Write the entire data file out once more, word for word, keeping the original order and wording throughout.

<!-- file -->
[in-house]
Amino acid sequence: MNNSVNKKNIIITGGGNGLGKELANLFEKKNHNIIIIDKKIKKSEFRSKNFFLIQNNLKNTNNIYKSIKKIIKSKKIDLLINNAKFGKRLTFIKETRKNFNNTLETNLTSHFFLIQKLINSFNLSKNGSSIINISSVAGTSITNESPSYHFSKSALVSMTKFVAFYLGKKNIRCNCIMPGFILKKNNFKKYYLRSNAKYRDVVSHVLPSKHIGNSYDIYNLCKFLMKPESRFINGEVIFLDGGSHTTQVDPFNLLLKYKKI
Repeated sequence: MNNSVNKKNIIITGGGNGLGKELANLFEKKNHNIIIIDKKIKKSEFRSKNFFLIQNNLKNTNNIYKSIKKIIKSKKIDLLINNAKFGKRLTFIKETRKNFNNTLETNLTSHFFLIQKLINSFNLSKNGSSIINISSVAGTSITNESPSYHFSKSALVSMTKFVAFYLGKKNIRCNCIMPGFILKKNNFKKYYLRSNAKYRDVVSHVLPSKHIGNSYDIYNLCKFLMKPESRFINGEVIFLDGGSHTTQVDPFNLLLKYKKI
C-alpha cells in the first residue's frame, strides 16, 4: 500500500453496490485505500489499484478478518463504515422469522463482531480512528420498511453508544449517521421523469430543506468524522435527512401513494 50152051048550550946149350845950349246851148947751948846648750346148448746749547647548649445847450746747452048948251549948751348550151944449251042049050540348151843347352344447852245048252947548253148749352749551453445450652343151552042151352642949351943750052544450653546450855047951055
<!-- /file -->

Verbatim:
[in-house]
Amino acid sequence: MNNSVNKKNIIITGGGNGLGKELANLFEKKNHNIIIIDKKIKKSEFRSKNFFLIQNNLKNTNNIYKSIKKIIKSKKIDLLINNAKFGKRLTFIKETRKNFNNTLETNLTSHFFLIQKLINSFNLSKNGSSIINISSVAGTSITNESPSYHFSKSALVSMTKFVAFYLGKKNIRCNCIMPGFILKKNNFKKYYLRSNAKYRDVVSHVLPSKHIGNSYDIYNLCKFLMKPESRFINGEVIFLDGGSHTTQVDPFNLLLKYKKI
Repeated sequence: MNNSVNKKNIIITGGGNGLGKELANLFEKKNHNIIIIDKKIKKSEFRSKNFFLIQNNLKNTNNIYKSIKKIIKSKKIDLLINNAKFGKRLTFIKETRKNFNNTLETNLTSHFFLIQKLINSFNLSKNGSSIINISSVAGTSITNESPSYHFSKSALVSMTKFVAFYLGKKNIRCNCIMPGFILKKNNFKKYYLRSNAKYRDVVSHVLPSKHIGNSYDIYNLCKFLMKPESRFINGEVIFLDGGSHTTQVDPFNLLLKYKKI
C-alpha cells in the first residue's frame, strides 16, 4: 500500500453496490485505500489499484478478518463504515422469522463482531480512528420498511453508544449517521421523469430543506468524522435527512401513494 50152051048550550946149350845950349246851148947751948846648750346148448746749547647548649445847450746747452048948251549948751348550151944449251042049050540348151843347352344447852245048252947548253148749352749551453445450652343151552042151352642949351943750052544450653546450855047951055